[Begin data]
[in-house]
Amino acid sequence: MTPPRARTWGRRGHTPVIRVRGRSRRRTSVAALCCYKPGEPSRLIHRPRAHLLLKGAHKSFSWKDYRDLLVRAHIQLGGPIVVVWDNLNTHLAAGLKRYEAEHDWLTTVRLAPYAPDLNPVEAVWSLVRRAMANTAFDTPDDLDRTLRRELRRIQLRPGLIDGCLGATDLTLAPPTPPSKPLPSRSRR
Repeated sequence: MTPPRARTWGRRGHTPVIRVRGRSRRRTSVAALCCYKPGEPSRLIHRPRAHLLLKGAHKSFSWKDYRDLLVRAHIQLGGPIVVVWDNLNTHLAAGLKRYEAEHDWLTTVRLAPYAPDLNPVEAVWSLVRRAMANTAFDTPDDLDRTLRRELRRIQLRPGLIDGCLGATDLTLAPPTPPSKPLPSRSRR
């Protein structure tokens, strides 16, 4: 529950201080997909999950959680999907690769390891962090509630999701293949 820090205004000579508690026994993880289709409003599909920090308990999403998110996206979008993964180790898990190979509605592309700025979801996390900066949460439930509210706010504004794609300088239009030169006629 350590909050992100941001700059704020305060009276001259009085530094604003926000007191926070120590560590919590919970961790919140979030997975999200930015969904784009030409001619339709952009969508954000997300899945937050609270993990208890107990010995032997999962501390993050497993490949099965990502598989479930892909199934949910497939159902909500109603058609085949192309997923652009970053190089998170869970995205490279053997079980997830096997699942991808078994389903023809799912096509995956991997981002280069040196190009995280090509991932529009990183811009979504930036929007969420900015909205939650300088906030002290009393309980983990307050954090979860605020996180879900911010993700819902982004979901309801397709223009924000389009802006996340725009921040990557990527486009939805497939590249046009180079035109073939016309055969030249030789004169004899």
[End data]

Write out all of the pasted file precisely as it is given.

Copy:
[in-house]
Amino acid sequence: MTPPRARTWGRRGHTPVIRVRGRSRRRTSVAALCCYKPGEPSRLIHRPRAHLLLKGAHKSFSWKDYRDLLVRAHIQLGGPIVVVWDNLNTHLAAGLKRYEAEHDWLTTVRLAPYAPDLNPVEAVWSLVRRAMANTAFDTPDDLDRTLRRELRRIQLRPGLIDGCLGATDLTLAPPTPPSKPLPSRSRR
Repeated sequence: MTPPRARTWGRRGHTPVIRVRGRSRRRTSVAALCCYKPGEPSRLIHRPRAHLLLKGAHKSFSWKDYRDLLVRAHIQLGGPIVVVWDNLNTHLAAGLKRYEAEHDWLTTVRLAPYAPDLNPVEAVWSLVRRAMANTAFDTPDDLDRTLRRELRRIQLRPGLIDGCLGATDLTLAPPTPPSKPLPSRSRR
């Protein structure tokens, strides 16, 4: 529950201080997909999950959680999907690769390891962090509630999701293949 820090205004000579508690026994993880289709409003599909920090308990999403998110996206979008993964180790898990190979509605592309700025979801996390900066949460439930509210706010504004794609300088239009030169006629 350590909050992100941001700059704020305060009276001259009085530094604003926000007191926070120590560590919590919970961790919140979030997975999200930015969904784009030409001619339709952009969508954000997300899945937050609270993990208890107990010995032997999962501390993050497993490949099965990502598989479930892909199934949910497939159902909500109603058609085949192309997923652009970053190089998170869970995205490279053997079980997830096997699942991808078994389903023809799912096509995956991997981002280069040196190009995280090509991932529009990183811009979504930036929007969420900015909205939650300088906030002290009393309980983990307050954090979860605020996180879900911010993700819902982004979901309801397709223009924000389009802006996340725009921040990557990527486009939805497939590249046009180079035109073939016309055969030249030789004169004899």